BY HENRY ALFORD
For mental-health professionals, Donald Trump is at once easily diagnosed but slightly confounding. “Remarkably narcissistic,” said developmental psychologist Howard Gardner, a professor at Harvard Graduate School of Education. “Textbook narcissistic personality disorder,” echoed clinical psychologist Ben Michaelis. “He’s so classic that I’m archiving video clips of him to use in workshops because there’s no better example of his characteristics,” said clinical psychologist George Simon, who conducts lectures and seminars on manipulative behavior. “Otherwise, I would have had to hire actors and write vignettes. He’s like a dream come true.”
That mental-health professionals are even willing to talk about Trump in the first place may attest to their deep concern about a Trump presidency. As Dr. Robert Klitzman, a professor of psychiatry and the director of the master’s of bioethics program at Columbia University, pointed out, the American Psychiatric Association declares it unethical for psychiatrists to comment on an individual’s mental state without examining him personally and having the patient’s consent to make such comments. This so-called Goldwater rule arose after the publication of a 1964 Fact magazine article in which psychiatrists were polled about Senator Barry Goldwater’s fitness to be president. Senator Goldwater brought a $2 million suit against the magazine and its publisher; the Supreme Court awarded him $1 in compensatory damages and $75,000 in punitive damages.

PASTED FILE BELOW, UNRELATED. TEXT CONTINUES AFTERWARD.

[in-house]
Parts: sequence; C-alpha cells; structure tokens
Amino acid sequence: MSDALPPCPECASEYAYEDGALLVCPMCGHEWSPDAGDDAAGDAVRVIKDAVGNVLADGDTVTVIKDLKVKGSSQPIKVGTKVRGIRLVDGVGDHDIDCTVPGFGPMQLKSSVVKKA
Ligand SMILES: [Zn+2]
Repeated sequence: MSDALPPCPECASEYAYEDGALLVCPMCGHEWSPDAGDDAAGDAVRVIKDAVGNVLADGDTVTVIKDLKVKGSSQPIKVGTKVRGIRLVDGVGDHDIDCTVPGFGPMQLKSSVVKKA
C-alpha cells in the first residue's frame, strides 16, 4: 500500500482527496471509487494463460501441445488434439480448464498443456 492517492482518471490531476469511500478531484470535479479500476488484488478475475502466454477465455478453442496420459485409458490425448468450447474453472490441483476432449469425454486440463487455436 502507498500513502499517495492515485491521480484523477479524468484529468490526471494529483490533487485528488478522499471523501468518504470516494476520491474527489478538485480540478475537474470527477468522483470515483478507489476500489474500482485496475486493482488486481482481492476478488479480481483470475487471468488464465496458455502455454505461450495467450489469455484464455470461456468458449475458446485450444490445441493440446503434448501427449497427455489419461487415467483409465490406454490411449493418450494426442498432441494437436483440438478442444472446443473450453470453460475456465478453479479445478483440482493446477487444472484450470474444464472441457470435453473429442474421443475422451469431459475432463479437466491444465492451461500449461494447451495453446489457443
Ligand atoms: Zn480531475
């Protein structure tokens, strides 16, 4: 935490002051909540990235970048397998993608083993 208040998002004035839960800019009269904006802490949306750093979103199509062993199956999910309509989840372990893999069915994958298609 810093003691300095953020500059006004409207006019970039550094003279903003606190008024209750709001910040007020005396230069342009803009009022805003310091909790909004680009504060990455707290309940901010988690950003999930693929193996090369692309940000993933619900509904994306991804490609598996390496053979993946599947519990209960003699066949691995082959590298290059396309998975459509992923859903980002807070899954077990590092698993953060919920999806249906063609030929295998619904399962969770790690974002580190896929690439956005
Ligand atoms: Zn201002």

But you don’t need to have met Donald Trump to feel like you know him; even the smallest exposure can make you feel like you’ve just crossed a large body of water in a small boat with him. Indeed, though narcissistic personality disorder was removed from the most recent issue of the Diagnostic and Statistical Manual of Mental Disorders, for somewhat arcane reasons, the traits that have defined the disorder in the past—grandiosity; an expectation that others will recognize one’s superiority; a lack of empathy—are writ large in Mr. Trump’s behavior.